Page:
Your Guide to the Gut-Brain Axis

Published on: Aug 27 2018

Long before we knew about a gut-brain axis, people have experienced events that impact both their brain and their bowels. For me, one I recall quite vividly is waiting for my name to be announced at a public speaking event. While I waited, all that I could think of was “should I fight it out in the green room or flight to the wash room”. The competing feelings of pressure to perform or or the physical pressure that urges us to run to the wash room has intrigued many researchers to investigate if stress affects the stomach or vice versa. Today we know that there is a connection. So, can we alter the brain through the bowel?

Key takeaways:

-The gut is your “second brain”

-A dysfunctional gut microbiome can be the root cause of anxiety

-Highly processed, low fiber foods disrupt microbiome balance and consuming psychobiotics and fermented products such as yoghurt and kombucha can confer protection against mild anxiety

Gut and brain connection illustration

We have “two” brains!

Situated in your head is the seat of the Central Nervous system (CNS) made up of the brain and spinal cord. It is rightly called the “first brain” due to its primary role in controlling body functions.  Also, situated in the bowel is the Enteric Nervous System (ENS), a nine meter network from your esophagus to the anus. The ENS and CNS are formed from the same embryonic tissue, share similar neuronal networks, and hormones. The gut brain produces the same amount of dopamine (‘high’ hormone) and 90% of serotonin (‘happy’ hormone) compared to the first brain. The gut brain can work independently, and is responsible for 70% of the body’s immune system which earns it the right to be called the “second brain”.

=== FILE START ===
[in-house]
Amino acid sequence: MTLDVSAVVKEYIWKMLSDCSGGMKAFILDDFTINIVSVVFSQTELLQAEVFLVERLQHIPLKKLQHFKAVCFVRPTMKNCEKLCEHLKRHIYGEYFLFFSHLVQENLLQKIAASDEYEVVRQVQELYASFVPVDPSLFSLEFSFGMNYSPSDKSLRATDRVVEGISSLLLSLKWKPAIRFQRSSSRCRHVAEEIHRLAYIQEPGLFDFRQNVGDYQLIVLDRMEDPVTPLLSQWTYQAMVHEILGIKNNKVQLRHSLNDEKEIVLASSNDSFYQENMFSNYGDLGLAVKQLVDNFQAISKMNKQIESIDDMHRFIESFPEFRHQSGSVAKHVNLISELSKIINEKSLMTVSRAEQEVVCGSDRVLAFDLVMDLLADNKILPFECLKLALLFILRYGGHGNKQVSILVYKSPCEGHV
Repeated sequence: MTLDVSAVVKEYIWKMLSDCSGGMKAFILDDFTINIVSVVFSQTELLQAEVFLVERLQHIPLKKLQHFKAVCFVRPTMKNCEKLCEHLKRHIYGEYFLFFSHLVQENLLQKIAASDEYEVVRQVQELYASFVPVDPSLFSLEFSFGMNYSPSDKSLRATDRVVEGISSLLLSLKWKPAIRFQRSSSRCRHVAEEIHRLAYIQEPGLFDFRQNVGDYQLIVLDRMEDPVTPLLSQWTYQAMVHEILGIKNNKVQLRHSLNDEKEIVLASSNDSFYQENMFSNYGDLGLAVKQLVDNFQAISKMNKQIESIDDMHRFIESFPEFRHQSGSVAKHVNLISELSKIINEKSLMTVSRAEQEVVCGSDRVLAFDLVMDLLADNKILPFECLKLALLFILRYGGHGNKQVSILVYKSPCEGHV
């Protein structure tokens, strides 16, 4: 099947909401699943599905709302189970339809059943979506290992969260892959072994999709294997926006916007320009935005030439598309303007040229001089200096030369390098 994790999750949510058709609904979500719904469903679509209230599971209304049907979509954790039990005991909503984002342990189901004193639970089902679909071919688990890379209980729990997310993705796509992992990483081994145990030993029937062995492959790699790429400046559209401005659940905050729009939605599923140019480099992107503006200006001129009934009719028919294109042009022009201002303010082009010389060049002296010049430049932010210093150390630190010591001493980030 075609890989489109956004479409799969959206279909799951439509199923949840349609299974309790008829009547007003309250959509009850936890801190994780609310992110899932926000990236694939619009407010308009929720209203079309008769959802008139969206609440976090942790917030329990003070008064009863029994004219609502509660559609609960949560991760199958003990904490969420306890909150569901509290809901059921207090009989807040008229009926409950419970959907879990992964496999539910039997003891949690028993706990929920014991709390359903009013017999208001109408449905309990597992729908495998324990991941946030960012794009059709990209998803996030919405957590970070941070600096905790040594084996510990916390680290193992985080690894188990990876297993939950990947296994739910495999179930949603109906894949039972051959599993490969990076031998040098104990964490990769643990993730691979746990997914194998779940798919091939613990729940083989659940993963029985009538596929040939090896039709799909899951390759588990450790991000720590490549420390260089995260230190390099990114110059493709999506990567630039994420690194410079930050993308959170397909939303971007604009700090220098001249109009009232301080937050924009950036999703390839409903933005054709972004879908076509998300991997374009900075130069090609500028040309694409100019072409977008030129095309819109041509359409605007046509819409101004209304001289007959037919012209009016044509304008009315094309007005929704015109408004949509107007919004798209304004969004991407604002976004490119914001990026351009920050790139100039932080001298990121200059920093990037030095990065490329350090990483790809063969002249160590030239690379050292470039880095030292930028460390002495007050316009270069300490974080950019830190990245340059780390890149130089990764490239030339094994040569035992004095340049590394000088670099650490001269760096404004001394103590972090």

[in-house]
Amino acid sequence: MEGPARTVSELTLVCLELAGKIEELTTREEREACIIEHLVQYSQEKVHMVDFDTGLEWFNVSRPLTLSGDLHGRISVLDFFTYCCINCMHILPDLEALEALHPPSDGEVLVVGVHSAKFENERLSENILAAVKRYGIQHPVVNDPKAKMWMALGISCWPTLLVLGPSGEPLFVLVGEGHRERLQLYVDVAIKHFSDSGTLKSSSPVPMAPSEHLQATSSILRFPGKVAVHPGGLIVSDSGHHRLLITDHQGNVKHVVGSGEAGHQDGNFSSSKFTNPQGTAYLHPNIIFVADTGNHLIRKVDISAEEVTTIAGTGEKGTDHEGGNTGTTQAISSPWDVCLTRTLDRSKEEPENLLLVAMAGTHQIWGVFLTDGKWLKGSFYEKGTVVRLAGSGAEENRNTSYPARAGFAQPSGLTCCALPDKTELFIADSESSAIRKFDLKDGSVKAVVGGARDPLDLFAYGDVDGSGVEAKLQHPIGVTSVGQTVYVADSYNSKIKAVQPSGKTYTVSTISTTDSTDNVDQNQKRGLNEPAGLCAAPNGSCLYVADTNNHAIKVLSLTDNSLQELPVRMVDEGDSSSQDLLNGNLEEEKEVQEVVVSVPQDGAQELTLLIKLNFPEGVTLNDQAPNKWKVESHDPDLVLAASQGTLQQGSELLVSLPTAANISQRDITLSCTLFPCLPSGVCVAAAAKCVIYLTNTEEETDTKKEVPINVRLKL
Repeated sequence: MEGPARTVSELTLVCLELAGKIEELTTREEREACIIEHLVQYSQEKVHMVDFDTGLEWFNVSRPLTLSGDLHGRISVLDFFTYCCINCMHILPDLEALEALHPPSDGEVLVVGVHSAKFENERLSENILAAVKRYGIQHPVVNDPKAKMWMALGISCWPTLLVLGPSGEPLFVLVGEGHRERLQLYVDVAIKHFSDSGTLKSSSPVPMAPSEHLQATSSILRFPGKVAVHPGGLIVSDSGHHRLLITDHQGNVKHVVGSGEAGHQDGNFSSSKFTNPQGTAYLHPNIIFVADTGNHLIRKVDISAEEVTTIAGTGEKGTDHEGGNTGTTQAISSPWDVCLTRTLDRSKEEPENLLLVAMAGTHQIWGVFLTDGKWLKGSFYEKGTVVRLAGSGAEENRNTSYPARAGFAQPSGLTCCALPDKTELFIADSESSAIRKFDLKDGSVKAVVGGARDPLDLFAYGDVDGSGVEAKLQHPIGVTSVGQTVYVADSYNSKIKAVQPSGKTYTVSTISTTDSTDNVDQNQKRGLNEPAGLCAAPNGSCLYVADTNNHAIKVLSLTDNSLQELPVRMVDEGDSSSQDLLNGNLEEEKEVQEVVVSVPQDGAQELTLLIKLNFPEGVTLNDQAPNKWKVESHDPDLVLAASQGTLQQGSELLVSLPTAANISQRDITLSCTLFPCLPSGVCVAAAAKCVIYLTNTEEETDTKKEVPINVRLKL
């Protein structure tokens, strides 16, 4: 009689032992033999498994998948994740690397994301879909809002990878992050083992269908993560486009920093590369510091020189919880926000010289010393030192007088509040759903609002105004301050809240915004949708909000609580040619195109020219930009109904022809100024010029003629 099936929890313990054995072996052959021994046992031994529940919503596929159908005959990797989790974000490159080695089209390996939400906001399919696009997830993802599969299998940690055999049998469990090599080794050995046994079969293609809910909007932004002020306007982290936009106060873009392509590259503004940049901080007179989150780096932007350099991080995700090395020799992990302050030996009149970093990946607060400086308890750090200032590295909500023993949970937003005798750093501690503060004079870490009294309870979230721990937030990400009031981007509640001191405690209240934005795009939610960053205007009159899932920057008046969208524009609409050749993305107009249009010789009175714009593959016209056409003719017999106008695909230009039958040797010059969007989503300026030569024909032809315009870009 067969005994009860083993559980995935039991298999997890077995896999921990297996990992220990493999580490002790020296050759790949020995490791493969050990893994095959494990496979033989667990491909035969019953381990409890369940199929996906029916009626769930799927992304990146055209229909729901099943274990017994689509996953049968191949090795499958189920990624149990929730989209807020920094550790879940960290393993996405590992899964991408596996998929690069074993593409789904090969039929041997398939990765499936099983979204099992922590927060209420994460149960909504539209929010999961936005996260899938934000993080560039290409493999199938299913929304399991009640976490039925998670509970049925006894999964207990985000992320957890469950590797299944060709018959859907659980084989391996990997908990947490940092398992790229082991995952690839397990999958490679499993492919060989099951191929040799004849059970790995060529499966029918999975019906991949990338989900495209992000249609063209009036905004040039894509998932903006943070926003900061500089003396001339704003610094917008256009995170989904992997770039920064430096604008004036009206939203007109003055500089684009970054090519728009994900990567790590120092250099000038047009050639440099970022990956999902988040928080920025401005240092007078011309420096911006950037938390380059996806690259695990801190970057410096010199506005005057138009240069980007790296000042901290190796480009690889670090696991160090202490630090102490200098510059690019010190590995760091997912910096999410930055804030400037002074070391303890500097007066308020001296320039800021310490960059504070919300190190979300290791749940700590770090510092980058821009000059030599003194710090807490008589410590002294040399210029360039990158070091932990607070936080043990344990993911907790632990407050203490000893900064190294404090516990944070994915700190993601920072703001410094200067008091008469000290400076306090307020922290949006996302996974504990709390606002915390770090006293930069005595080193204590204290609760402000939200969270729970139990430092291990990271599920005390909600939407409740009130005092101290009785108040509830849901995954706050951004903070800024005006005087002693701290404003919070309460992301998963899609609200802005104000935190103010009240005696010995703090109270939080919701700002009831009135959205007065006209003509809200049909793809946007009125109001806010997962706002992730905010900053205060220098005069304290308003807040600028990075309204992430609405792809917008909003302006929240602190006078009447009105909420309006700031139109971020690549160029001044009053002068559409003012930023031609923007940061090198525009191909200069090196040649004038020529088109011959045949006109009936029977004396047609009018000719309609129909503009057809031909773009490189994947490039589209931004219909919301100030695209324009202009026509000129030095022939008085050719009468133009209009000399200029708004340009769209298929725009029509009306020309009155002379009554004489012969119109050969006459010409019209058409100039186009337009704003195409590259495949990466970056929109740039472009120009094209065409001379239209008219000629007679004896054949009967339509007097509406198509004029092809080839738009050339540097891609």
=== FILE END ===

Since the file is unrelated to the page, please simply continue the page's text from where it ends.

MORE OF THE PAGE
Brains chat!

Not only do we have two ‘brains’, but there is also a bidirectional communication line between them  through the vagus nerve. The vagus nerve is the main nerve in our body linking the brain with organs like the digestive tract, heart, and lungs.

Let us go back to the green room situation and learn how the brain talks to the gut. The anxiety ridden thought of speaking in front of an audience caused the CNS to release the stress hormone ‘cortisol’. The primitive function of cortisol is to prepare us to flee in the face of danger, thus increasing the blood flow to the limb muscles. In turn, the blood flow to the ENS reduces, the colon contracts in protest, and the digested waste moves along the colon quickly, leading to the quest for the nearest washroom.

Now, the gut brain also talks to the head brain chiefly to regulate the ‘eat or starve” equation. The hormone ghrelin is released in the stomach, signals hunger. After a meal, the satiety hormone leptin indicates to stop eating. When we are under stress the gut releases dopamine. No wonder the glazed donut feels so tempting when we have a deadline to meet!

Man with microbe illustrations

The Second brain is bugged!

We harbor a large microbial ecosystem on and in our body that outnumber the human genes by factor of 100. An average person has approximately 1.5 kilograms of gut bacteria called the microbiome. This begs the question “Are we less human and more microbial?” There is now a significant body of evidence that indicate that physiological and psychological disorders (anxiety and depression) are influenced by the gut microbiota.


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“Feel good” hormones are in the gut!